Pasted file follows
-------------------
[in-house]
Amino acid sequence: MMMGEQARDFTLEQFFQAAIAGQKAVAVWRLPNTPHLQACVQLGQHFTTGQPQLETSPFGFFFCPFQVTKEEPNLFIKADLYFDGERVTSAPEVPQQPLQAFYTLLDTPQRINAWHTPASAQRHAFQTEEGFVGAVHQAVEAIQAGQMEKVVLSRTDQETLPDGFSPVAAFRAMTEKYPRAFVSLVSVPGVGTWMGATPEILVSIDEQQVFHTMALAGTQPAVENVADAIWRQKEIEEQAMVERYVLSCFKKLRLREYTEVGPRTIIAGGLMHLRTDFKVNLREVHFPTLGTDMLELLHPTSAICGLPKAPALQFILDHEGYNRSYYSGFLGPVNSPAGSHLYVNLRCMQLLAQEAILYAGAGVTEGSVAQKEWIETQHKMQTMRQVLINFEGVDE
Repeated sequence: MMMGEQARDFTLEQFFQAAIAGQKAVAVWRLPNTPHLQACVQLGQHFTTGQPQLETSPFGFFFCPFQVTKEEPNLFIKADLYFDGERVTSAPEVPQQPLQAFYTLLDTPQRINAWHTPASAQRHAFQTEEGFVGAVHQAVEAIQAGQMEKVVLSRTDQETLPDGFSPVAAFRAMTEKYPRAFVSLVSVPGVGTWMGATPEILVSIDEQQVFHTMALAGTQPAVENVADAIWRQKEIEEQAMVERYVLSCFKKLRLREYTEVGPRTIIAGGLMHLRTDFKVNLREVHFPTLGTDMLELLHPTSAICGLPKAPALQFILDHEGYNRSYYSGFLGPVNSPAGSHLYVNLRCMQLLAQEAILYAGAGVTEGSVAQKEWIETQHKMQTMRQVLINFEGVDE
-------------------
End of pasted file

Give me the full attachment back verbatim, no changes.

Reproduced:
[in-house]
Amino acid sequence: MMMGEQARDFTLEQFFQAAIAGQKAVAVWRLPNTPHLQACVQLGQHFTTGQPQLETSPFGFFFCPFQVTKEEPNLFIKADLYFDGERVTSAPEVPQQPLQAFYTLLDTPQRINAWHTPASAQRHAFQTEEGFVGAVHQAVEAIQAGQMEKVVLSRTDQETLPDGFSPVAAFRAMTEKYPRAFVSLVSVPGVGTWMGATPEILVSIDEQQVFHTMALAGTQPAVENVADAIWRQKEIEEQAMVERYVLSCFKKLRLREYTEVGPRTIIAGGLMHLRTDFKVNLREVHFPTLGTDMLELLHPTSAICGLPKAPALQFILDHEGYNRSYYSGFLGPVNSPAGSHLYVNLRCMQLLAQEAILYAGAGVTEGSVAQKEWIETQHKMQTMRQVLINFEGVDE
Repeated sequence: MMMGEQARDFTLEQFFQAAIAGQKAVAVWRLPNTPHLQACVQLGQHFTTGQPQLETSPFGFFFCPFQVTKEEPNLFIKADLYFDGERVTSAPEVPQQPLQAFYTLLDTPQRINAWHTPASAQRHAFQTEEGFVGAVHQAVEAIQAGQMEKVVLSRTDQETLPDGFSPVAAFRAMTEKYPRAFVSLVSVPGVGTWMGATPEILVSIDEQQVFHTMALAGTQPAVENVADAIWRQKEIEEQAMVERYVLSCFKKLRLREYTEVGPRTIIAGGLMHLRTDFKVNLREVHFPTLGTDMLELLHPTSAICGLPKAPALQFILDHEGYNRSYYSGFLGPVNSPAGSHLYVNLRCMQLLAQEAILYAGAGVTEGSVAQKEWIETQHKMQTMRQVLINFEGVDE